The legibility of my scribbles has always left much to be desired. From primary school, my handwriting could best be described with a Russian idiom kak kuristsa lapoi – literally, ‘he writes like a hen with her paw (sic)’. More often than not, I have little problem deciphering my own notes. This time, however, the scrawls in my notebooks were particularly bouncy and uneven, reflecting the curves and gradients of the steep and winding Swiss mountain roads on which they were written. They resembled an ECG of a person on the brink of a heart attack.
My aim was to criss-cross a chunk of Switzerland, using nothing but the yellow postbuses – or ‘post autos’ – the country’s iconic public transport vehicles. While in Switzerland, so attached did I become to those agile and ubiquitous vehicles that I started personalising them in the same way travellers personalise countries and cities. It was hard not to, for the postbuses’ role in the life of Swiss towns and villages has always been much more significant than merely being a reliable means of taking citizens from one place to another.
The Swiss PostBus Limited is the largest of the country’s 78 coach companies. Administered by the Motor Services Department of the Post Office, it carries over 120 million passengers each year and is carefully integrated with other public transport services: trains, boats and mountain cableways. According to Fritz Jenni, a former operations manager for the Postbuses, the Swiss transportation system resembles a tree, with the larger branches representing federal and private railways, smaller branches being the coaches, and the twigs being the urban transit operators running trams, city buses, boats, chairlifts and so on. But the trunk that holds the tree together is the vast post auto network which also operates in Liechtenstein and the South of France.
There isn’t an inhabited place in Switzerland that cannot be reached by some sort of public transport. The federal law and the Swiss Constitution stipulate that every village with a population greater than 40 is entitled to regular bus services. The frequency of these services is in direct proportion to the population density. Timetables are put together four years in advance. They tend to be rather conservative and seldom change. If a new route is to be introduced, the population of the area affected is invited to have a referendum.
At times, postbuses are the main – sometimes the only – links between settlements. Bright yellow coaches, often with a small mail van in tow (for post autos still carry post), are a common sight in high-altitude regions and their signature sound – the first movement of Rossini’s William Tell Overture, played by the drivers on three-tone post horns with electrical compressors at every road turn, is perhaps one of most familiar Swiss ‘voices’ – melodious, if somewhat ear-grating.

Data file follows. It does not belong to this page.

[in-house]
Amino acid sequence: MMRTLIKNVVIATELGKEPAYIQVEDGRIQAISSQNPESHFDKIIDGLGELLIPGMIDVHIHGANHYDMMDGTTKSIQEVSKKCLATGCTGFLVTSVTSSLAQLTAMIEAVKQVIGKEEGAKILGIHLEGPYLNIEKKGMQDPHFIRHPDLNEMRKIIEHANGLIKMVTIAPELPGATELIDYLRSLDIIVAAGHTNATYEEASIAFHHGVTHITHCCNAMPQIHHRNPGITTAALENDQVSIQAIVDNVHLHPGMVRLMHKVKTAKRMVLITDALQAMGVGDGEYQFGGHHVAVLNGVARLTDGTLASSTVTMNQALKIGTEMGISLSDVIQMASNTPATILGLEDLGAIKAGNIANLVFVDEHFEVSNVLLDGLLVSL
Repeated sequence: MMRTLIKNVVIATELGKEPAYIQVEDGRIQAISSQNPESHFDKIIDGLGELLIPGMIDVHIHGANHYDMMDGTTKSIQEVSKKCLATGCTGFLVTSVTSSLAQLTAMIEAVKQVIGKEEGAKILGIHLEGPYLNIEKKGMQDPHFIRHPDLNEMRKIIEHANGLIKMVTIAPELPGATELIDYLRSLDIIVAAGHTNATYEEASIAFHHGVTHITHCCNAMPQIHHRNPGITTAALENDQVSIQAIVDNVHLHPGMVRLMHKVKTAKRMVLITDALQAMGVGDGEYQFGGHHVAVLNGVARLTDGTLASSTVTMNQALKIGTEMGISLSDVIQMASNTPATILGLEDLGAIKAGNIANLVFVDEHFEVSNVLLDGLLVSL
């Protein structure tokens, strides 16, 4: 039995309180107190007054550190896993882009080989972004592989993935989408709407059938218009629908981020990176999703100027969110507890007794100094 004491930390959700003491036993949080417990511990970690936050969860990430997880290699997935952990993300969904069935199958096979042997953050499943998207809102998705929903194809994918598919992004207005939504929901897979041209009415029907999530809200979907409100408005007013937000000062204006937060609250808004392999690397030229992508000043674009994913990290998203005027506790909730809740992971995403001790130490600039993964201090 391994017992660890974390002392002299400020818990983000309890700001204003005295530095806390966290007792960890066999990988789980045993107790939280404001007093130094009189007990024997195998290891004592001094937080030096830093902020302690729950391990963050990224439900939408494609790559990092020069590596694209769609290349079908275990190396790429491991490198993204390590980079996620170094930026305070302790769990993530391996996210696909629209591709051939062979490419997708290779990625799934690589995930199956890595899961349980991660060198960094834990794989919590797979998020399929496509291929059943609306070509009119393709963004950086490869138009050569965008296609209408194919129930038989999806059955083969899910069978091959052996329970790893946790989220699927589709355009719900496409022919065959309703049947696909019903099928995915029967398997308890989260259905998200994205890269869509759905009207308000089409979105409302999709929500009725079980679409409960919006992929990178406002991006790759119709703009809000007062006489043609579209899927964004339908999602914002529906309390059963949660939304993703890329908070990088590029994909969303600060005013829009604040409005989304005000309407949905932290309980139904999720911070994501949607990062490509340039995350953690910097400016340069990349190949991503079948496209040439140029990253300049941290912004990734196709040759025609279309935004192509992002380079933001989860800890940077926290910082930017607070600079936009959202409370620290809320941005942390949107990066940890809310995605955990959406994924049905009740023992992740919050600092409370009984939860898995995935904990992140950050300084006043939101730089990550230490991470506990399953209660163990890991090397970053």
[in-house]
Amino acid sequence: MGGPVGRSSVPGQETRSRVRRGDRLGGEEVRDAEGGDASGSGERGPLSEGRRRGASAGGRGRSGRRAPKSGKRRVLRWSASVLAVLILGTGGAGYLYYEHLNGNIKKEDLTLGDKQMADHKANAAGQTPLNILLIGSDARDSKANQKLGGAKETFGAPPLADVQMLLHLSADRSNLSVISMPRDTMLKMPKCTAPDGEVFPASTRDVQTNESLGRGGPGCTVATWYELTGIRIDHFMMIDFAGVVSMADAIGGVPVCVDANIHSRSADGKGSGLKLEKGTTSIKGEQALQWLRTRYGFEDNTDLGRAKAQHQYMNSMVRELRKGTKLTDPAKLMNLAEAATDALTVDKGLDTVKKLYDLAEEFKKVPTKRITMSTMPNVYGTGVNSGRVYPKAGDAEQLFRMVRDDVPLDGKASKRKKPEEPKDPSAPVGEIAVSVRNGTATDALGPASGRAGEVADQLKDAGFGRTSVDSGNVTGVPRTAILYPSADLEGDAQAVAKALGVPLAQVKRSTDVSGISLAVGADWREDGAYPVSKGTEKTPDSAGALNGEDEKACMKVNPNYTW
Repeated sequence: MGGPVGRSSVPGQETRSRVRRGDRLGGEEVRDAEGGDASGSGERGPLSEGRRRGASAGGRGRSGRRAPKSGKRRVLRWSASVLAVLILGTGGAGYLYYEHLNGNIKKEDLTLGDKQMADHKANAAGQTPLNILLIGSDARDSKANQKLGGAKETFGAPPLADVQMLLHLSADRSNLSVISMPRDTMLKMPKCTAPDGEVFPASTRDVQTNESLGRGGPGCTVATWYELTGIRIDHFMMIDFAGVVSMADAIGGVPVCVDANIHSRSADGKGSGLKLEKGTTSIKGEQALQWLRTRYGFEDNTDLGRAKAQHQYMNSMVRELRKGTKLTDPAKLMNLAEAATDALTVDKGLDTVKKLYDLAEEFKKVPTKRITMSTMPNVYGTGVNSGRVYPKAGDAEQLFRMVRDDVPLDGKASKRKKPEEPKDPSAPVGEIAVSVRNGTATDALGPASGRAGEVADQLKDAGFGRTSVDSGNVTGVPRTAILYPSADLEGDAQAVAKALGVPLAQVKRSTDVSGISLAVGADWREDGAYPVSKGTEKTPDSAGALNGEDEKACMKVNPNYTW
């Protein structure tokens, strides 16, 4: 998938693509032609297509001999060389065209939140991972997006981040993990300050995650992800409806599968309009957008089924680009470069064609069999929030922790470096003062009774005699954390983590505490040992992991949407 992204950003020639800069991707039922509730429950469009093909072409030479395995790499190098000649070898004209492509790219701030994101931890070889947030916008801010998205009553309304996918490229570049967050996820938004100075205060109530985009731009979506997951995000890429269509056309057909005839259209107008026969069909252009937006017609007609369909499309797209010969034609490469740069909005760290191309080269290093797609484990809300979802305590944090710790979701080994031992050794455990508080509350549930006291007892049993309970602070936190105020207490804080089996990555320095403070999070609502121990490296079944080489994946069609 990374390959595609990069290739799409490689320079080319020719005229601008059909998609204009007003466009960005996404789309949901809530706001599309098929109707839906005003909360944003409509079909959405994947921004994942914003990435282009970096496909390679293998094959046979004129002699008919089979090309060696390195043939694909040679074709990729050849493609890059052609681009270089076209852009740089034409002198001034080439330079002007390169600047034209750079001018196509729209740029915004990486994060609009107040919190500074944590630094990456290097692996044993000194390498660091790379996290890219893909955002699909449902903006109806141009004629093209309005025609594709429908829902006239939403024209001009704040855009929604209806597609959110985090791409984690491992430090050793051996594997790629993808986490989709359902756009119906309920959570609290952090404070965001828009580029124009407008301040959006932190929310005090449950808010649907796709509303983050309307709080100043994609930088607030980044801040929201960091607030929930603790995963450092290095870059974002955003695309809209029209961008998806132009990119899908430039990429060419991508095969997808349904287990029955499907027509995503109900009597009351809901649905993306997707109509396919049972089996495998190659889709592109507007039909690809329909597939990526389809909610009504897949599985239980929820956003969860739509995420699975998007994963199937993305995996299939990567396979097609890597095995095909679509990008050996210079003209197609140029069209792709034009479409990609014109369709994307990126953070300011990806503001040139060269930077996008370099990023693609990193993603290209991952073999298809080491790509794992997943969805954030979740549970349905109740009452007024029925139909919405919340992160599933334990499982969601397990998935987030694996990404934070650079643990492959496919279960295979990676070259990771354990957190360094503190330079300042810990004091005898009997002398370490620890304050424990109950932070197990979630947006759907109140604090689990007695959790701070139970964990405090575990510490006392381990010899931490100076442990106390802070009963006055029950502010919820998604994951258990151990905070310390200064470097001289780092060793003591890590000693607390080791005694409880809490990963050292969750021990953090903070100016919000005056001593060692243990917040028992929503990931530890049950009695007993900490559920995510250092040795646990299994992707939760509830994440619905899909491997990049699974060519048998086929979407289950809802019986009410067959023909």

A little-known – and fairly ‘human’ – fact of the three-note horns is that they can still be used to ‘talk’ to post offices (and each other) from a distance. By altering the combination of the tones, a driver can announce ‘departure of post’, ‘arrival of post’, ‘arrival of special post’, ‘bus swerving out’ and so on – so much more romantic and often more reliable than radio or mobile phones. This musical ‘language’ started in the mid-19th century, when the coach drivers could also blow their horns a certain number of times on approaching the station to indicate the quantity of horses needing to be fed, giving the station master time to prepare the fodder.
The postbus history goes back to 1849 when the Swiss postal service was made a monopoly of the young Confederation. The role of today’s modern yellow buses was, back then, played by horse-drawn carriages (or in winter by sleighs), also coloured yellow. By the First World War, well after the first motor coaches were introduced on the 11-mile stretch between Bern and Detlingen in 1906 (a line still in operation today), there were 2,500 horses, 2,231 coaches (or carriages) and 1,059 sleighs in service.
After the war, Swiss Post bought a fleet of decommissioned military trucks which were converted into postbuses, but it was not until 1961 that the last horse-drawn coach was replaced with a motorised version on the high-altitude route from Cresta to Juf.
Today, the Swiss Post Office boasts one of the world’s most advanced coach fleets, including fuel-cell models and the world’s first driverless bus, launched in 2015 in the town of Sion, the capital of the canton of Valais.
Mountain tourism in Switzerland began in the early 19th century, when the first British mountaineers climbed two main peaks of the Bernese Alps: Jungfrau in 1811 and Finsteraarhorn in 1812. It was not long before the horse-drawn postal coaches started climbing the mountains too, yet it took motorised buses to conquer some truly serious heights.